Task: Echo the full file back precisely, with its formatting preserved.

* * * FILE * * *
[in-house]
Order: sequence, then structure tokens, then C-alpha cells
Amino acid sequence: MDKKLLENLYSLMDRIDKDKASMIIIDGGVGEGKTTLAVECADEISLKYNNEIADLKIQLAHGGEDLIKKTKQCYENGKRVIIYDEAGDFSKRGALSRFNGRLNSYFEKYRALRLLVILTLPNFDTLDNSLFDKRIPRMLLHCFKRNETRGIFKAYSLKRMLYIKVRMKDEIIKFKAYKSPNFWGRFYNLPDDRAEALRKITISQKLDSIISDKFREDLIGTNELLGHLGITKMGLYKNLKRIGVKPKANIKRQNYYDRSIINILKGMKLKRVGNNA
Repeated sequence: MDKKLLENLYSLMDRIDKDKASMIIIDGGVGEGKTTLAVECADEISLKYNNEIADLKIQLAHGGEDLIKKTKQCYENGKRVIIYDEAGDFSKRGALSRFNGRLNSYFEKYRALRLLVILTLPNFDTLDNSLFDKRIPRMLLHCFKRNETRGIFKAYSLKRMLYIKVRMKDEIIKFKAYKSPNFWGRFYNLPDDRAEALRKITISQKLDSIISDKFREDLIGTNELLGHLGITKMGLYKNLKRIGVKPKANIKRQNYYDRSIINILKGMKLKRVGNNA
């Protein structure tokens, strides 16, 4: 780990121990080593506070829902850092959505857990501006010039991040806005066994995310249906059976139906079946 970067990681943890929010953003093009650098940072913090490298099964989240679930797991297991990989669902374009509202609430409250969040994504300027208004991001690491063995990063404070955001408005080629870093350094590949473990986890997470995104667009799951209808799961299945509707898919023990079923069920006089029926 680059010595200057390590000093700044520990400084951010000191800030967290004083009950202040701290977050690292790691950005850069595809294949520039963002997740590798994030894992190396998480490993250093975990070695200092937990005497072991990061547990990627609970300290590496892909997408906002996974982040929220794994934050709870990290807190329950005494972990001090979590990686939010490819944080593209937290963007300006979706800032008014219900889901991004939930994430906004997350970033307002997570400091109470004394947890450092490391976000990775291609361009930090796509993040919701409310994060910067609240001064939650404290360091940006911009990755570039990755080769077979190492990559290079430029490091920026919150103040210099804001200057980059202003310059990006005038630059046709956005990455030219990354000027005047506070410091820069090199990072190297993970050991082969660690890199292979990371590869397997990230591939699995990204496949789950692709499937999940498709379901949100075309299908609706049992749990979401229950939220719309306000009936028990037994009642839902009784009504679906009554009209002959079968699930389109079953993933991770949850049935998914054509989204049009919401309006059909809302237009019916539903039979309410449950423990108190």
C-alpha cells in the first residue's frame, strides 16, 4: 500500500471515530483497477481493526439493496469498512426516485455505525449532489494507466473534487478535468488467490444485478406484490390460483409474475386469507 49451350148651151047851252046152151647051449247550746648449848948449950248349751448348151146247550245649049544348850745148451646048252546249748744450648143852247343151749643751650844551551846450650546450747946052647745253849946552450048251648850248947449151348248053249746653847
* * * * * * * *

[in-house]
Order: sequence, then structure tokens, then C-alpha cells
Amino acid sequence: MDKKLLENLYSLMDRIDKDKASMIIIDGGVGEGKTTLAVECADEISLKYNNEIADLKIQLAHGGEDLIKKTKQCYENGKRVIIYDEAGDFSKRGALSRFNGRLNSYFEKYRALRLLVILTLPNFDTLDNSLFDKRIPRMLLHCFKRNETRGIFKAYSLKRMLYIKVRMKDEIIKFKAYKSPNFWGRFYNLPDDRAEALRKITISQKLDSIISDKFREDLIGTNELLGHLGITKMGLYKNLKRIGVKPKANIKRQNYYDRSIINILKGMKLKRVGNNA
Repeated sequence: MDKKLLENLYSLMDRIDKDKASMIIIDGGVGEGKTTLAVECADEISLKYNNEIADLKIQLAHGGEDLIKKTKQCYENGKRVIIYDEAGDFSKRGALSRFNGRLNSYFEKYRALRLLVILTLPNFDTLDNSLFDKRIPRMLLHCFKRNETRGIFKAYSLKRMLYIKVRMKDEIIKFKAYKSPNFWGRFYNLPDDRAEALRKITISQKLDSIISDKFREDLIGTNELLGHLGITKMGLYKNLKRIGVKPKANIKRQNYYDRSIINILKGMKLKRVGNNA
């Protein structure tokens, strides 16, 4: 780990121990080593506070829902850092959505857990501006010039991040806005066994995310249906059976139906079946 970067990681943890929010953003093009650098940072913090490298099964989240679930797991297991990989669902374009509202609430409250969040994504300027208004991001690491063995990063404070955001408005080629870093350094590949473990986890997470995104667009799951209808799961299945509707898919023990079923069920006089029926 680059010595200057390590000093700044520990400084951010000191800030967290004083009950202040701290977050690292790691950005850069595809294949520039963002997740590798994030894992190396998480490993250093975990070695200092937990005497072991990061547990990627609970300290590496892909997408906002996974982040929220794994934050709870990290807190329950005494972990001090979590990686939010490819944080593209937290963007300006979706800032008014219900889901991004939930994430906004997350970033307002997570400091109470004394947890450092490391976000990775291609361009930090796509993040919701409310994060910067609240001064939650404290360091940006911009990755570039990755080769077979190492990559290079430029490091920026919150103040210099804001200057980059202003310059990006005038630059046709956005990455030219990354000027005047506070410091820069090199990072190297993970050991082969660690890199292979990371590869397997990230591939699995990204496949789950692709499937999940498709379901949100075309299908609706049992749990979401229950939220719309306000009936028990037994009642839902009784009504679906009554009209002959079968699930389109079953993933991770949850049935998914054509989204049009919401309006059909809302237009019916539903039979309410449950423990108190």
C-alpha cells in the first residue's frame, strides 16, 4: 500500500471515530483497477481493526439493496469498512426516485455505525449532489494507466473534487478535468488467490444485478406484490390460483409474475386469507 49451350148651151047851252046152151647051449247550746648449848948449950248349751448348151146247550245649049544348850745148451646048252546249748744450648143852247343151749643751650844551551846450650546450747946052647745253849946552450048251648850248947449151348248053249746653847